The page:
Contests can be excellent sources of inspiration. That may be the case for Kingmarshy, who is competing in the 2018 Bio-Cup. The tournament is centered around Technic and Constraction creations, and this entry was submitted for the 3rd round. The round is themed “The Future” and this is subthemed under “Utopia”.
There’s a lot of really great parts usage in this fun little build. The ribbed hose for the skirt is one example, and the Throwbot Technic gearbox pieces are also a great addition. My personal favorite part is the design of “GD-801” the robo-dog. The harpoon gun tail and retro wheels for shoulders really give him the perfect sci-fi look.
There are certain building styles you can spot miles away; maybe even… Cross Country? With every creation it becomes more and more clear that Jason and Krystal of JK Brickworks are the king and queen of kinetic sculptures. Jason’s latest model, this Canadian Cross Country Skier, uses slightly similar techniques to past builds, like Sisyphus, but is still unique. This time we have a really interesting crank-shaft mechanism providing natural movement.
As always, this build is mesmerizing, polished, and genius. Personally, I’m quite jealous of Jason’s ability to see just how to make things move so smoothly. Anyone who has tried to build similar sculptures knows it’s not that easy. And even though I’m sure there were a few iterations, this outcome is a sure medal winner. Check out the video to see just how it’s done!
From a Breaking Bad scene to this bearer of babies, these LEGO creations by LEGO 7 couldn’t be more different. Although totally different, this stork is another recognizable character. And fun too! Seen wearing the red hat in the Disney classic Dumbo (and other cartoons), he is the legendary baby delivery bird.
Actually, the baby myth came from the original Hans Christian Andersen tale “The Storks,” and it was told to children who were too young to understand where babies really come from. One of my favorite things about this build is that the bird actually has posable wings, which swing outward. The body shape is great, as well as a nice marriage of System and Technic parts. Another thumbs up!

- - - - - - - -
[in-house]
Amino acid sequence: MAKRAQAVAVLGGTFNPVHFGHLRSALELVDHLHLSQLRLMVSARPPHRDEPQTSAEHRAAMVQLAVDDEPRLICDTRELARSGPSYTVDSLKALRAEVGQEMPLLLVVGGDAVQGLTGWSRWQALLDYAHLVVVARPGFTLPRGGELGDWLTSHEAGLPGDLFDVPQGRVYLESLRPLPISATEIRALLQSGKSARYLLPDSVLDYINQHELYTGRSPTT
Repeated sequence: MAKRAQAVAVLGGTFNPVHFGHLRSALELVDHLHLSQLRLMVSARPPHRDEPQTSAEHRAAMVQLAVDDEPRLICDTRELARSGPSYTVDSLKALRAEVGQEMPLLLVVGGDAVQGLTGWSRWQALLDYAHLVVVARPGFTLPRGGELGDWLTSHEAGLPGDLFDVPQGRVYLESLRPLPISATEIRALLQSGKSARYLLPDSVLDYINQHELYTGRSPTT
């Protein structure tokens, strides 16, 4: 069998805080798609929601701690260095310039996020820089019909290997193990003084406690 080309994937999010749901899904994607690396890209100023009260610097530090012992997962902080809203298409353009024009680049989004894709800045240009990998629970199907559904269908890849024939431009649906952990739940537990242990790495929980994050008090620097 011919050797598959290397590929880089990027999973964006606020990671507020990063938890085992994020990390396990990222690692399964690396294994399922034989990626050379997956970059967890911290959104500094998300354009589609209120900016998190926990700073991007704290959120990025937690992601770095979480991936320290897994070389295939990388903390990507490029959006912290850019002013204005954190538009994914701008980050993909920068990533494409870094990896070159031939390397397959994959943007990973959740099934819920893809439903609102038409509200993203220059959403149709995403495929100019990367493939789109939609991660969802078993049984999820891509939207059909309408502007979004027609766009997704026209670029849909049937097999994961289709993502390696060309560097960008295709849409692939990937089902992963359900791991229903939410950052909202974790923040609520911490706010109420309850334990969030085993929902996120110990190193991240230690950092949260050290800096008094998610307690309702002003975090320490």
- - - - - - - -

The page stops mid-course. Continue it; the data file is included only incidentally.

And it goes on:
The latest wave of LEGO sets includes several sets designed to work with LEGO Boost — the first sets to extend the 17101 BOOST Creative Toolbox into a true system. Not only are the LEGO City 60194 Arctic Scout Truck and LEGO Ninjago 70652 Stormbringer sets compatible with Boost, they are fusions with the robotics system.
LEGO City 60194 Arctic Scout Truck has 322 pieces and 3 minifigures at $59.99 USD, while LEGO Ninjago 70652 Stormbringer has 493 pieces and 4 minifigures $39.99 USD. Both sets are available now as part of the summer 2018 wave of new LEGO sets, along with Boost released last year.
Click here to read more about these exciting combinations
It’s easy to love life-like animal builds (at least for me), but some certainly stand out more than others. This giant rock tortoise by Ralf Langer is one of those builds. The shaping is truly splendid, especially when it comes to the head, and the eyes are also quite expressive. In addition, the engineering to stabilize and support the head and neck had to be pretty tough to master!
According to Ralf, this was sort of an accident. He was going for something else but apparently that something really wanted to be a tortoise instead. I think this birth of art has happened for many of us, and I’m especially grateful for builds like this. Apparently the rest of the tortoise isn’t quite finished, so I have my fingers crossed that there will be more to come soon!
We’ve all seen the giant Chinese dragons given life by hidden dancers in their bellies. They’re especially popular in parades surrounding the Chinese New Year. But they aren’t just for fun. These colorful characters are created to honor the beloved creatures of Chinese tradition and culture. Dragons are a symbol of power and luck. They are also said to represent prosperity and strength. This LEGO build, by Vlad Lisin, is a really cool tribute to their beauty.